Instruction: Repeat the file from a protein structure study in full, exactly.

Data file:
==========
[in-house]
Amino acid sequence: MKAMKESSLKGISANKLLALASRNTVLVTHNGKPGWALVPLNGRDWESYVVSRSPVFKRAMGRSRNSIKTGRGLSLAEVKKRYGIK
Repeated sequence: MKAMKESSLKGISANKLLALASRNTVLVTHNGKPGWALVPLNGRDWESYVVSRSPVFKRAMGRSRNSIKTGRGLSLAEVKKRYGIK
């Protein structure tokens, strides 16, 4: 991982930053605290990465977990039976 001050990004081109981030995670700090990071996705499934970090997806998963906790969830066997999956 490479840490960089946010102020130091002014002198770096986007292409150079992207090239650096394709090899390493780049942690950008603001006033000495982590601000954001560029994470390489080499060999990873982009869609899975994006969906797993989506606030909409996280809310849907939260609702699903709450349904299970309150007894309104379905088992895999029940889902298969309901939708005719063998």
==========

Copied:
[in-house]
Amino acid sequence: MKAMKESSLKGISANKLLALASRNTVLVTHNGKPGWALVPLNGRDWESYVVSRSPVFKRAMGRSRNSIKTGRGLSLAEVKKRYGIK
Repeated sequence: MKAMKESSLKGISANKLLALASRNTVLVTHNGKPGWALVPLNGRDWESYVVSRSPVFKRAMGRSRNSIKTGRGLSLAEVKKRYGIK
């Protein structure tokens, strides 16, 4: 991982930053605290990465977990039976 001050990004081109981030995670700090990071996705499934970090997806998963906790969830066997999956 490479840490960089946010102020130091002014002198770096986007292409150079992207090239650096394709090899390493780049942690950008603001006033000495982590601000954001560029994470390489080499060999990873982009869609899975994006969906797993989506606030909409996280809310849907939260609702699903709450349904299970309150007894309104379905088992895999029940889902298969309901939708005719063998």